## 1.3 Forward propagation

Now we can fill in how to forward-propagate information through a layer. First check out our layer struct:

``````typedef struct {
matrix in;              // Saved input to a layer
matrix w;               // Current weights for a layer
matrix dw;              // Current weight updates
matrix v;               // Past weight updates (for use with momentum)
matrix out;             // Saved output from the layer
ACTIVATION activation;  // Activation the layer uses
} layer;
``````

During forward propagation we will do a few things. We'll multiply the input matrix by our weight matrix `w`. We'll apply the activation function `activation`. We'll also save the input and output matrices in the layer so that we can use them during backpropagation. But this is already done for you.

Fill in the TODO in `matrix forward_layer(layer *l, matrix in)`. You will need the matrix multiplication function `matrix matrix_mult_matrix(matrix a, matrix b)` provided by our matrix library.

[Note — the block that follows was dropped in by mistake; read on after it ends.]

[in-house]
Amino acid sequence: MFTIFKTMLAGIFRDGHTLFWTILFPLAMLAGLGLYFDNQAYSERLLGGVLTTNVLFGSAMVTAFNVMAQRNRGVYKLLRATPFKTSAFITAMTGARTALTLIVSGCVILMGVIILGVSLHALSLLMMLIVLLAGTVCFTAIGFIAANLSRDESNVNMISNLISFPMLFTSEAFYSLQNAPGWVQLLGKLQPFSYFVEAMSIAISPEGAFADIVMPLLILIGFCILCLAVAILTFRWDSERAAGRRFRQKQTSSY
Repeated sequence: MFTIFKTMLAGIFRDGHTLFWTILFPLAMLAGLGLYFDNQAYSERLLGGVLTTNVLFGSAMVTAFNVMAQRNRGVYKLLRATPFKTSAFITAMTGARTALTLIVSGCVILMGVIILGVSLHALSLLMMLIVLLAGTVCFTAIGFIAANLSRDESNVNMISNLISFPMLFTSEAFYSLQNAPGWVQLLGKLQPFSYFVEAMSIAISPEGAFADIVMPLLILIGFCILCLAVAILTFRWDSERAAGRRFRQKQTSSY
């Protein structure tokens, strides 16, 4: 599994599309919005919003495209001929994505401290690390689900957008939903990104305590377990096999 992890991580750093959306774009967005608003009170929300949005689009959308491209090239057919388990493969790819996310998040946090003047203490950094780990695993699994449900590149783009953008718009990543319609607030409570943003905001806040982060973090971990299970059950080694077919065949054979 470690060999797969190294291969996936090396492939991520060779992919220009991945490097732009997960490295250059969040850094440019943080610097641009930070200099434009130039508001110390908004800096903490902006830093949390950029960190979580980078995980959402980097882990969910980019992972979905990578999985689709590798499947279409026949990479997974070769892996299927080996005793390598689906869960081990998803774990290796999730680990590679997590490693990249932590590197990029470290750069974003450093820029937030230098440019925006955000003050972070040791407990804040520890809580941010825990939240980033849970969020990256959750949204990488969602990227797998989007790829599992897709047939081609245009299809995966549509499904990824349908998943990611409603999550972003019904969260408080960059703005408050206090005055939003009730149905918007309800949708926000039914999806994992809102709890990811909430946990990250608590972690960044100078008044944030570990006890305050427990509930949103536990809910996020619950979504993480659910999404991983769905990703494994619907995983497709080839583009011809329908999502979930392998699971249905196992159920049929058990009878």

Using matrix operations we can batch-process data. Each row in the input `in` is a separate data point and each row in the returned matrix is the result of passing that data point through the layer.

## 1.4 Backward propagation

We have to backpropagate error through our layer. We will be given `dL/dy`, the derivative of the loss with respect to the output of the layer, `y`. The output `y` is given by `y = f(xw)` where `x` is the input, `w` is our weights for that layer, and `f` is the activation function. What we want to calculate is `dL/dw` so we can update our weights and `dL/dx` which is the backpropagated loss to the previous layer. You'll be filling in `matrix backward_layer(layer *l, matrix delta)`